He did this without asking. He did it even without explaining. He didn't go to the people whose loyalty and support raised him high and say, "This is what I'm doing, this is why I'm changing things, here's my thinking, here are the implications." The cynics around him likely thought this a good thing. To explain is to make things clearer, or at least to try, and they probably didn't want it clear. They had the best of both worlds, a conservative reputation and a liberal reality.
… And so in the base today personal loyalty, and affection, bumps up against intellectual unease.
The administration tries to get around this, to quiet the unease, with things like the Republican National Committee ad in which Islamic terrorists plot to kill America.
They do want to kill America, and all the grownups know it. But this is a nation of sophisticates, and every Republican sipping a Bud at a bar in Chilicothe, Ill., who looks up and sees that ad thinks: They're trying to scare the base to increase turnout. Turnout's the key.
Here's a thing about American politics. Nobody sees himself as the base. They see themselves as individuals. And they're not dumb. They get it all. They know when you're trying to manipulate. They'll even tell you, with a lovely detachment, if you're doing a good job. (An unreported story this year is the lack of imagination, seriousness and respect in the work of political consultants on both sides. They have got to catch up with American brightness.)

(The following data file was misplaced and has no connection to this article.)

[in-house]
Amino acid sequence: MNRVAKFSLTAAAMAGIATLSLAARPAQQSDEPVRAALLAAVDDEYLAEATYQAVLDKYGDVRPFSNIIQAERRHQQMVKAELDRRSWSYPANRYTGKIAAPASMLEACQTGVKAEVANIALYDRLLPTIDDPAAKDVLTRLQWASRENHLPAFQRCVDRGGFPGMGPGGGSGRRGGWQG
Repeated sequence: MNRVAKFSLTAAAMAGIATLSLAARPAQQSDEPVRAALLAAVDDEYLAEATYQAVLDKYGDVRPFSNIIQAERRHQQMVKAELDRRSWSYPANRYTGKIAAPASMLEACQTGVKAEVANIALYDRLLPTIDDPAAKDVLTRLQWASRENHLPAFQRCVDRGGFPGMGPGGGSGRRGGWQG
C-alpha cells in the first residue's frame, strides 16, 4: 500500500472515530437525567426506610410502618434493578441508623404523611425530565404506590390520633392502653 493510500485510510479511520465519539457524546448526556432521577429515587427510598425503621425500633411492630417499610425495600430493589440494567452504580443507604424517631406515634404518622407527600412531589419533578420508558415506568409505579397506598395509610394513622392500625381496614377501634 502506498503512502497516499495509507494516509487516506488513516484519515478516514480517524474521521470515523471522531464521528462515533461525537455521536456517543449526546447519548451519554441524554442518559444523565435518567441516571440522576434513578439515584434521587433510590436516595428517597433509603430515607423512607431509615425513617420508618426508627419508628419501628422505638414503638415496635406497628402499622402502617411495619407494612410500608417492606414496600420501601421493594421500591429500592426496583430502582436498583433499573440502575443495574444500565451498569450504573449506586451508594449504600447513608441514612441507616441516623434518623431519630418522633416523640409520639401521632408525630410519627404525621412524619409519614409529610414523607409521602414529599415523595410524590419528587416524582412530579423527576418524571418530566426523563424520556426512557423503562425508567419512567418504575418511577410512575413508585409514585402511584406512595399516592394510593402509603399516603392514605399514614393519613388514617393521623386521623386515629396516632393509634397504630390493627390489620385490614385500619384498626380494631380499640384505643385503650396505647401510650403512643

The Republican establishment, the Republican elite, is quietly supporting those candidates and ideas they think should be encouraged. They are thinking about whom they will back in '08. But they're not thinking of this, most of them, with the old excitement. Because they sense, in their tough little guts, that the heroic age of the American presidency is, for now, over. No president is going to come along and save us, and Congress isn't going to save us. Events will cause a reckoning, and then we'll save ourselves. And in this we will refind our greatness.
The base probably thinks pretty much the same. They go through the motions, as patriots are sometimes called to do. As for the election, it reminds me not of 1994 but 1992. That year, at a bipartisan gathering, I was pressed for a prediction. I said it was a contest between depression (if Republicans win) and anxiety (if Democrats win). I said Americans will take anxiety over depression any day, because it's the more awake state.
Al Gore was later told of this, and used it on the campaign trail. Only he changed "anxiety" to "hope." Politicians kill me."
Ét emne, som Noonan ikke bringer op, men som jeg i konversationer har hørt andre Bush-kritiske, amerikanske konservative fremføre, er dette: Hvis Republikanerne ikke taber kongressen nu, så vil det være svært for en konservativ at vinde i 2008, fordi vedkommende så ikke kan løbe mod "the establishment", og det er, hvad amerikanske konservative gør bedst; en Republikansk kandidat vil skulle være loyal overfor både Bush og et Republikansk flertal i kongressen, og det vil i særdeleshed være umuligt for nogen kandidat at gøre andet, hvis han selv er medlem af kongressen. Men hvis Republikanerne taber bare é
t kammer i denne omgang, v
il de–fra et konservativt synspunkt–få et bedre udgangspunkt. Der vil være "betalt" for de problemer, man oplever p.t., og i stedet vil man få en synlig fjende: Gakkede, politisk korrekte Demokrater på top-poster til dagligt at minde midtervælgerne om, hvor galt det kan gå. Og samtidigt en god gang "gridlock", hvor hverken Bush eller Demokraterne kan få deres respektive politikker igennem samtidigt, og hvor de mere frimarkeds-orienterede, konservative Republikanere omvendt igen kan få frie hænder til at skælde ud på deres "tax and spend"-politikker.
Så John McCain og flere andre sidder nok p.t. og håber på et nederlag, der er stort nok uden at være for stort …